- Collection and transfer of the wastewater from the many locations throughout the mill to the wastewater treatment system via a network of sumps, pumps, and lift stations.
- Primary treatment – Settling of insoluble material in a primary clarifier, which removes fugitive solids such as wood fiber, boiler ash, lime mud, and general silt and sand.
- Reduction of BOD and other specific compounds that can be detrimental to aquatic life in the Catawba River. This occurs primarily in the ASB. The soluble BOD is converted to additional bacteria (biomass) resulting in an effluent that contains an acceptable BOD concentration under the National Pollutant Discharge Elimination System (NPDES) permit and the newly formed biomass, which must be removed by settling before discharge.
- Settling of solids created by the conversion of soluble organic matter (BOD) into additional bacteria (bugs) to avoid discharging solids to the river. This occurs in the #1 Holding Pond, which also serves as an equalization pond to hold water and discharge in a manner that ensures permit compliance and provides an additional layer of protection to the Catawba River.
- Discharge to receiving stream is monitored for numerous parameters that are listed in the NICB’s NPDES permit.
6. What is BOD?
BOD is the abbreviation for biochemical oxygen demand and is a measure of the biodegradable organic material that is in the wastewater. The bacteria in a wastewater treatment system function identically to the naturally occurring bacteria in a stream, lake, or river. The bacteria utilize available dissolved oxygen (DO) to metabolize organic matter to create additional bacteria and carbon dioxide. As related to humans, the way we measure the “strength” of our food is in calories, which is analogous to BOD for the bacteria. In both cases, the organic material is aerobically metabolized to produce energy, new cells, and carbon dioxide.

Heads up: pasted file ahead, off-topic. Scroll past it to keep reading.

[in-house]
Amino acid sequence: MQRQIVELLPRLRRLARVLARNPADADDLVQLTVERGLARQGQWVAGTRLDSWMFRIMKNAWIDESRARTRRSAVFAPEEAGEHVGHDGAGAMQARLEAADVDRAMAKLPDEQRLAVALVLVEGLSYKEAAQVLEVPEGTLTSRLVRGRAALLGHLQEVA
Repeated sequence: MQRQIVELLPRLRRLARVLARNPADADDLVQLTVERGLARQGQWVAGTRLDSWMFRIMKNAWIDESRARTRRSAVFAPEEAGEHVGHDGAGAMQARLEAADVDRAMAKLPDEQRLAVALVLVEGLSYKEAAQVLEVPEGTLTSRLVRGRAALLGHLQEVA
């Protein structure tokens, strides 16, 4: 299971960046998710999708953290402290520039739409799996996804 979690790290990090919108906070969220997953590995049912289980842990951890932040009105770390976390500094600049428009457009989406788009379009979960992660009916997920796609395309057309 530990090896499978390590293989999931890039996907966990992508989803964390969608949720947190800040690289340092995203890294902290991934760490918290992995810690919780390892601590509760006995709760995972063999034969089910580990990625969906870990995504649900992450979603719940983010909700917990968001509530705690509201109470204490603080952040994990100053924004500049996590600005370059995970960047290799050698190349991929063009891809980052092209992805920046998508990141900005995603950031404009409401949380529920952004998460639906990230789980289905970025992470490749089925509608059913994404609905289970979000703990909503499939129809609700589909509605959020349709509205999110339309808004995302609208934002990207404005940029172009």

7. Why should BOD be removed before wastewater is discharged into the river?
Removal of BOD prior to discharge is critical because a “receiving stream”, i.e., a river or lake, must maintain adequate dissolved oxygen (DO) levels to support desirable aquatic life, such as game fish like bream, crappie, bass, and trout. All streams have a natural ability to handle a certain amount of organic loading from agricultural, municipal, and industrial discharges. This is called the assimilative capacity of the stream. If the total amount of BOD or other contaminants does not exceed this capacity, the receiving stream can naturally metabolize the organic material, thus maintaining a healthy environment for the aquatic life. If the assimilative capacity is consistently or excessively exceeded, the bacteria in the stream will consume more oxygen than is naturally replenished resulting in stream oxygen concentrations dipping below necessary levels to sustain aquatic organisms such as fish.